Tag Archives: TED
Anderson’s TED Book Has Strong Debut
The new book by Chris Anderson, TED: Guide to Public Speaking (Houghton Mifflin, 2016), rocketed to the #3 position in its debut week on the Wall Street Journal best-selling hardcover business list, published on May 21-22 (p. C14).
We rely on the New York Times business best-seller list as our primary source for selecting books for the First Friday Book Synopsis in Dallas. We will consider this book, as well as others, as soon as we see its listing there.
Other new books include The Ideal Team Player (Jossey-Bass, 2016) by Patrick Lencioni at #7. It debuted at #8 last week.
Never Speak with your Back to the Audience – One of Three Use-of-Powerpoint Suggestions
(First, a confession. I’m not much of a fan of Powerpoint. I seldom use it (actually, I prefer Keynote), and when I do, it is mostly images, and mostly to introduce my speech/presentation. So, take this as criticism from one who is not a fan).
Here is the deal. You should speak to your audience. So look your audience members in the eye. Eyeball to eyeball. You are not speaking to a projection screen, you are speaking to people. So look at the people – eyes front at all times!, toward your audience members. They, and they alone, are your audience.
Have you watched any TED talks? The speakers always look in the direction of their audience. Yes, they have a pretty big budget, with multiple monitors in front of the speakers. But the principle is crystal clear – eyes front!
Recently, I saw again what I have seen too many times to mention. A speaker was presenting a report to a room full of folks. For practically the entire time, he stood facing the screen, with his back to his audience, reading the slides at times almost word for word.
So – here are your communication tips of the day, for when you speak with PowerPoint or Keynote slides.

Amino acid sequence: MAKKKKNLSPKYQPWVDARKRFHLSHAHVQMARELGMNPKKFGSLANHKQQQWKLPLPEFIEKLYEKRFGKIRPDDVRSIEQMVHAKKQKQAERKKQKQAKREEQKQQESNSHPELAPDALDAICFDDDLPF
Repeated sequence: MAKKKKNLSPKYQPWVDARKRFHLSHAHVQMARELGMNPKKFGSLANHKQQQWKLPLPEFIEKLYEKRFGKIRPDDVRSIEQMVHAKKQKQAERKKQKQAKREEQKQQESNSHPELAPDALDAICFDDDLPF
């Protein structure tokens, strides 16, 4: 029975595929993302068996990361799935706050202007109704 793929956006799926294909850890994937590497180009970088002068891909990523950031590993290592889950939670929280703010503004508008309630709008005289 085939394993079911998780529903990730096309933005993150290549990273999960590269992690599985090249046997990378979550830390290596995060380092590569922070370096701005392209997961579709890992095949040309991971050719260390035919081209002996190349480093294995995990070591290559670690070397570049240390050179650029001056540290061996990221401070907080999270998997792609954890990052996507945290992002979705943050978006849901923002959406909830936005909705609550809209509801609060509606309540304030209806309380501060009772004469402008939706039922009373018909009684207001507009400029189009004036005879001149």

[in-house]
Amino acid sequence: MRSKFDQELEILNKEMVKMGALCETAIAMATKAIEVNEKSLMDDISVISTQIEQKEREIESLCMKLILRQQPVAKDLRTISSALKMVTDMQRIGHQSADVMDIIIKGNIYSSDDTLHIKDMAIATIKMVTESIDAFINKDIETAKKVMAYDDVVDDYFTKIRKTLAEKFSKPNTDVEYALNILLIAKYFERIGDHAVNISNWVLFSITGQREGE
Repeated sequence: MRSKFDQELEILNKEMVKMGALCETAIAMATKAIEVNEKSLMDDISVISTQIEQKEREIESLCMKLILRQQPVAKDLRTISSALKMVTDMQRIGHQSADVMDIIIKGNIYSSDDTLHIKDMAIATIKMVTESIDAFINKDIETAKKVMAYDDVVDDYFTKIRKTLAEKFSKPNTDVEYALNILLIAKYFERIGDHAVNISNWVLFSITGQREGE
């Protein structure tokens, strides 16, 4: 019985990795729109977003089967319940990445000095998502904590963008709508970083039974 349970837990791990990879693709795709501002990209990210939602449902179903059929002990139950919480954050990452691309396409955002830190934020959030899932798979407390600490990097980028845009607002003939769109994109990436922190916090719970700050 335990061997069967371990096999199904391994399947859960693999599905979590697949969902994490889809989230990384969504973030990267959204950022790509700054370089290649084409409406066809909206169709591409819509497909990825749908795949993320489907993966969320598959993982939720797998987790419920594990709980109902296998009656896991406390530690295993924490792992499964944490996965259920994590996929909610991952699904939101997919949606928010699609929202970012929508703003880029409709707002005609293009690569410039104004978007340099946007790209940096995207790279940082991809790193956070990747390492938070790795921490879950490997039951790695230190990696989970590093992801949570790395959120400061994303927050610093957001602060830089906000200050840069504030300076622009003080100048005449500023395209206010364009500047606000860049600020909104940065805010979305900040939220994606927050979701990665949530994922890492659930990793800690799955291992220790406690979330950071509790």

#1 — Never speak with your back to the audience. Not one word. Look at your audience at all times, and not, not ever!, at the screen.
#2 — Never have a chart or graph on a PowerPoint slide that is too small for the audience to read easily. If you just have to have it on the screen, even if it is too small to read, make sure your audience members have a copy in their own hands that they can read clearly and easily.
#3 – Darken the screen when you want your audience to pay more attention to you directly. Do this frequently throughout your presentation. In other words, be in control of the eyeball direction of your audience members. When you want them looking at the screen, then have a slide on the screen. When you want them looking at you, darken the screen.
All of this should remind you that PowerPoint slides are not the presentation. They are presentation aids. You are presenting your presentation. So look your audience members in the eye, speak directly to them, every minute, every word of your presentation.
(And, read my earlier blog post, A Set of PowerPoint Slides is NOT a “presentation” – a rant)
Continually Innovate, Or Else – Hinting At TED’s True Value
What do we mean when we say that every company, every organization, needs to continually innovate?
It means that every company and every organization needs to continually innovate! Or, they will be left behind, and maybe even cease to exist.
There is no alternative.
This post is prompted by a question that I asked a good friend. First, the background. There is an article critical of the TED conference, written by Nathan Jurgenson. (I read about it on Andrew Sullivan’s blog: TED Talks: “The Urban Outfitters Of The Ideas World. The full article, Against TED, is available at The New Inquiry here).
I am a big fan of TED; I have watched many of the videos, and shown them to my speech students. I’m not sure that I buy Jurgenson’s criticism. Here is one line from his article:
At TED, “everyone is Steve Jobs” and every idea is treated like an iPad.